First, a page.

If you were arrested for a criminal offense, have you consulted with an attorney about the circumstances leading up to that arrest? Even seemingly impartial police tactics, such as traffic stops, may have vulnerability to a legal challenge.
Specifically, a recent article questions whether traffic stops are racially biased. As background, a police officer generally needs a legal reason to stop a vehicle. Even minor issues, like defective equipment, might satisfy that requirement. An attachment on a license plate or an item hanging from a rear view mirror would technically satisfy that requirement.
Yet there may be many more potential violations than traffic police are able to handle, which opens the door to discretion. Said another way, the cited technical violation may not always match an officer’s motivation for stopping a vehicle. A technical violation might provide an opportunity to look for more serious offenses, such as guns or drugs.
One police chief recently revised his department’s traffic stop criteria after a study revealed that a disproportionate number of minority drivers were being stopped on the ground of defective equipment. The chief decided to de-emphasize technical violations, and instead focus on traffic stops on the grounds of speeding, road safety or traffic violations like running red lights. One year later, as a result of the policy shift, the number of black drivers stopped had dropped by 25 percent, and the overall number of defective equipment stops fell from 19 to 8 percent of all stops.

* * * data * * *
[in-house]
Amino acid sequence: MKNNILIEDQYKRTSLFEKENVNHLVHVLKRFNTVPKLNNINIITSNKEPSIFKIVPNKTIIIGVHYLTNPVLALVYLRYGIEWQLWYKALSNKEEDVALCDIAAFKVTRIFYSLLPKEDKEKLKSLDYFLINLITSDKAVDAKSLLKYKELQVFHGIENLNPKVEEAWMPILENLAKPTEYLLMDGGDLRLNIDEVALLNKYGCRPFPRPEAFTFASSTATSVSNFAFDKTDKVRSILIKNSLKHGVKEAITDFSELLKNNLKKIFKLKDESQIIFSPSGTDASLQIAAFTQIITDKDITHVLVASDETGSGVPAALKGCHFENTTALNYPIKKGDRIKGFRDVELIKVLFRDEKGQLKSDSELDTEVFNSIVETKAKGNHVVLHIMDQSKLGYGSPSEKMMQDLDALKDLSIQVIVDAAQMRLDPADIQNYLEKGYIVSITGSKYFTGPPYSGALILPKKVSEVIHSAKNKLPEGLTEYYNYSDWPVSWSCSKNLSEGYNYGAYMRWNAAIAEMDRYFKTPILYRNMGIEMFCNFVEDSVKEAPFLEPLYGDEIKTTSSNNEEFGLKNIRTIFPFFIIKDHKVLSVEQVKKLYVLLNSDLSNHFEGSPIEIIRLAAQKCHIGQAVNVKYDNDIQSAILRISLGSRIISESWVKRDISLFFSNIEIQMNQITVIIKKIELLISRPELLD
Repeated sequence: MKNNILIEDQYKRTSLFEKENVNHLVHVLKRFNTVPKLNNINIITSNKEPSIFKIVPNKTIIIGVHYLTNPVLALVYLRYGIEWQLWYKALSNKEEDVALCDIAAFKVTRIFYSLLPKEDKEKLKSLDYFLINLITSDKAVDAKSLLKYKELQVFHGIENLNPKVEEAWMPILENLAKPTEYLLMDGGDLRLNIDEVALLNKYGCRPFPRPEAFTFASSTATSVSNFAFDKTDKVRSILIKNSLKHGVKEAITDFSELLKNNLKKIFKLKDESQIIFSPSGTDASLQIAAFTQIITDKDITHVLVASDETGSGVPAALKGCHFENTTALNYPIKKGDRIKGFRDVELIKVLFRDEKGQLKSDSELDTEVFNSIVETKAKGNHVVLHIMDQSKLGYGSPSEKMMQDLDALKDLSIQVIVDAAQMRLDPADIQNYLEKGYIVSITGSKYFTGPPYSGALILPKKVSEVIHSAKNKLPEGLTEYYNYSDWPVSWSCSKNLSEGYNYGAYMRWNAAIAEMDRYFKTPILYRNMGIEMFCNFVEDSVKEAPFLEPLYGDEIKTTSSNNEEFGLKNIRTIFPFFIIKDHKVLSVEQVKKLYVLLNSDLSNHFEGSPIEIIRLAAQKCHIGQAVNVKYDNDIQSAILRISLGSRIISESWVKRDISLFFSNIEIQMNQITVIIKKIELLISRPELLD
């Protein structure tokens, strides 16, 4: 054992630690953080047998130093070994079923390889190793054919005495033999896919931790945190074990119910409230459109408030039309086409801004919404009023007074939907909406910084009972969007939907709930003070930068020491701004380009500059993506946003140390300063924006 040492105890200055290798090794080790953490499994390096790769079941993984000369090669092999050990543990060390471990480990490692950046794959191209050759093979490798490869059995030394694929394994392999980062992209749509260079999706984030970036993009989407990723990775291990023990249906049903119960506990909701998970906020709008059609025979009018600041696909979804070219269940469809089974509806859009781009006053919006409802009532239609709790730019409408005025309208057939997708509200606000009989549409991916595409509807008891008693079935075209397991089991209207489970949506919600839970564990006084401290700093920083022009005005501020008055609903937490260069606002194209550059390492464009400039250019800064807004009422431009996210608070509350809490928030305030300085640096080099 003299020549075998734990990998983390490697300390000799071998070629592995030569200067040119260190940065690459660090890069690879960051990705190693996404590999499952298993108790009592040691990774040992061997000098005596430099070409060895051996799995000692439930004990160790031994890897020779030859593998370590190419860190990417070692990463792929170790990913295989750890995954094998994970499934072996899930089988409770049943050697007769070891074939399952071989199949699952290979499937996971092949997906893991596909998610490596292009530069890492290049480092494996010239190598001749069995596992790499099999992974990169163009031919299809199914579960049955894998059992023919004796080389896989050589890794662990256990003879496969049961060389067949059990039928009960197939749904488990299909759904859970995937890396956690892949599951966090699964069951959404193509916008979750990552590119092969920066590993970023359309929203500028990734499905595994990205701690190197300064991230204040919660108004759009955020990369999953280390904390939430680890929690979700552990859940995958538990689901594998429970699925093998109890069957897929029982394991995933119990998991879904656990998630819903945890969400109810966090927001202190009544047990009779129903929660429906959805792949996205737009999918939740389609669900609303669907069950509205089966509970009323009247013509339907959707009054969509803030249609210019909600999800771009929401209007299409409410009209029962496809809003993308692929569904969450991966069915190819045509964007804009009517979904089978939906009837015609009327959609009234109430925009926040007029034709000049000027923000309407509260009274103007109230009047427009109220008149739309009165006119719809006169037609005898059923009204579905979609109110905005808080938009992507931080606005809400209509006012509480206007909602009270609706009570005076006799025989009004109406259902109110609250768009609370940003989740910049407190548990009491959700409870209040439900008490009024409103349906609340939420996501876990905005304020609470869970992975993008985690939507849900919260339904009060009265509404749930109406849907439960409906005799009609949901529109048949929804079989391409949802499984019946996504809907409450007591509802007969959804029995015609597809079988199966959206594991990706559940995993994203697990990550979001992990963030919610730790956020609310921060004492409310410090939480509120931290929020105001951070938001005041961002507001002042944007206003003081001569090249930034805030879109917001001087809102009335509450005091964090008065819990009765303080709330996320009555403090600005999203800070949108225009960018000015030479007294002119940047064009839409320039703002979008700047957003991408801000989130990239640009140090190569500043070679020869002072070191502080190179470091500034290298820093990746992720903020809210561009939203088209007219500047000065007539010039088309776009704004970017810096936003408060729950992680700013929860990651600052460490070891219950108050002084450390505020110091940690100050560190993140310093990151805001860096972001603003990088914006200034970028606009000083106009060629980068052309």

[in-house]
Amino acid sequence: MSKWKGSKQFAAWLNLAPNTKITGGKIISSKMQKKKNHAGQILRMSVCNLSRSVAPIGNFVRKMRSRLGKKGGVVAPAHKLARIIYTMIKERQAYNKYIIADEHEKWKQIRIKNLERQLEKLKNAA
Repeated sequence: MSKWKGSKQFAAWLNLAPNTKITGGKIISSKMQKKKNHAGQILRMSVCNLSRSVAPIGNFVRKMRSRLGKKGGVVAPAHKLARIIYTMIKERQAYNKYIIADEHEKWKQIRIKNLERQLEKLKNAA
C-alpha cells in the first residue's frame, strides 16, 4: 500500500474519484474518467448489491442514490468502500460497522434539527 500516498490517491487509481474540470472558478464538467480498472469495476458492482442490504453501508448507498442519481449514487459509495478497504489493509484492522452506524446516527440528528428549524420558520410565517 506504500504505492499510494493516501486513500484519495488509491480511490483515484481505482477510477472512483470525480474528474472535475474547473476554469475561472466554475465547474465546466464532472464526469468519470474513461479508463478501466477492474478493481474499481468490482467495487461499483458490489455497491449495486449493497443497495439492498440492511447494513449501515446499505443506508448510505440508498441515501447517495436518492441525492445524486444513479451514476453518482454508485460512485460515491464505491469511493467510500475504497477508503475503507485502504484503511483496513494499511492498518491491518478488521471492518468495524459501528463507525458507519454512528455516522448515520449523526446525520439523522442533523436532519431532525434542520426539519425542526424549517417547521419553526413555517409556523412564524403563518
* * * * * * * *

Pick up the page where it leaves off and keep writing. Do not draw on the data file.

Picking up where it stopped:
Notably, a traffic stop does not give unlimited free license to a police officer. Every action generally must be supported by a lawful reason, such as probable cause. For a criminal defendant, an attorney who is experienced at reviewing arrest records for this element may make a big difference in the criminal defense, or perhaps constitute a ground for an appeal.
Source: NPR, “To Reduce Bias, Some Police Departments Are Rethinking Traffic Stops,” Jeff Cohen, July 25, 2016